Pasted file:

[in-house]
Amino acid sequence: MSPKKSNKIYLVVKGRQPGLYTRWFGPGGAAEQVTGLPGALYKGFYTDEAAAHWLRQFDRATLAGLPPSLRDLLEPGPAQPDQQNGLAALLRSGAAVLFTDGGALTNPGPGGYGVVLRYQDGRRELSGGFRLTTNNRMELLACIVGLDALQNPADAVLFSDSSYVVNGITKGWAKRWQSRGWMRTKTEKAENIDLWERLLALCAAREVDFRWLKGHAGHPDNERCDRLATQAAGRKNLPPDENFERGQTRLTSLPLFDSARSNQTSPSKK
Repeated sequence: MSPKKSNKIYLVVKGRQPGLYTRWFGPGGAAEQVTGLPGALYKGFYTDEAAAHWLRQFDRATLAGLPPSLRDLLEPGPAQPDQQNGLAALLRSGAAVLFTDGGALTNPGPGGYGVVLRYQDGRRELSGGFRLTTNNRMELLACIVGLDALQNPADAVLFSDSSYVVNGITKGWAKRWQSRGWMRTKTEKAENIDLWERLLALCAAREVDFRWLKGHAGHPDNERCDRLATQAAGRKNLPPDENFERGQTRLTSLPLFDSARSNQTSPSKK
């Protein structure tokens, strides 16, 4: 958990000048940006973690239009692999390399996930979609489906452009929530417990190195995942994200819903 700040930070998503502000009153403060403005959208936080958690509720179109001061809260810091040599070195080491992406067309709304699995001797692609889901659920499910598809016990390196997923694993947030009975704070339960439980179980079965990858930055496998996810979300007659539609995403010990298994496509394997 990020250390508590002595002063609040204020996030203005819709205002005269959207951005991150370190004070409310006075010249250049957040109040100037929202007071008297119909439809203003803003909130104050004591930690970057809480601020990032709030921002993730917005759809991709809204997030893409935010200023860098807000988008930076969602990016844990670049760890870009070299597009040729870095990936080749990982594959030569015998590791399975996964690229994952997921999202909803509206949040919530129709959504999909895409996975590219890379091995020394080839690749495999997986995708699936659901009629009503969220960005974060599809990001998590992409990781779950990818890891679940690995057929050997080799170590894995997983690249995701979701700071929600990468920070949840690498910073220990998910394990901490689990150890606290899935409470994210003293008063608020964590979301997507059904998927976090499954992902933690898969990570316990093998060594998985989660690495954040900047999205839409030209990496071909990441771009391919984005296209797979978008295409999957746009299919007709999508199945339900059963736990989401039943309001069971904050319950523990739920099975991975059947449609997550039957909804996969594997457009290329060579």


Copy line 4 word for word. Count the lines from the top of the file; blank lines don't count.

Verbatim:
């Protein structure tokens, strides 16, 4: 958990000048940006973690239009692999390399996930979609489906452009929530417990190195995942994200819903 700040930070998503502000009153403060403005959208936080958690509720179109001061809260810091040599070195080491992406067309709304699995001797692609889901659920499910598809016990390196997923694993947030009975704070339960439980179980079965990858930055496998996810979300007659539609995403010990298994496509394997 990020250390508590002595002063609040204020996030203005819709205002005269959207951005991150370190004070409310006075010249250049957040109040100037929202007071008297119909439809203003803003909130104050004591930690970057809480601020990032709030921002993730917005759809991709809204997030893409935010200023860098807000988008930076969602990016844990670049760890870009070299597009040729870095990936080749990982594959030569015998590791399975996964690229994952997921999202909803509206949040919530129709959504999909895409996975590219890379091995020394080839690749495999997986995708699936659901009629009503969220960005974060599809990001998590992409990781779950990818890891679940690995057929050997080799170590894995997983690249995701979701700071929600990468920070949840690498910073220990998910394990901490689990150890606290899935409470994210003293008063608020964590979301997507059904998927976090499954992902933690898969990570316990093998060594998985989660690495954040900047999205839409030209990496071909990441771009391919984005296209797979978008295409999957746009299919007709999508199945339900059963736990989401039943309001069971904050319950523990739920099975991975059947449609997550039957909804996969594997457009290329060579």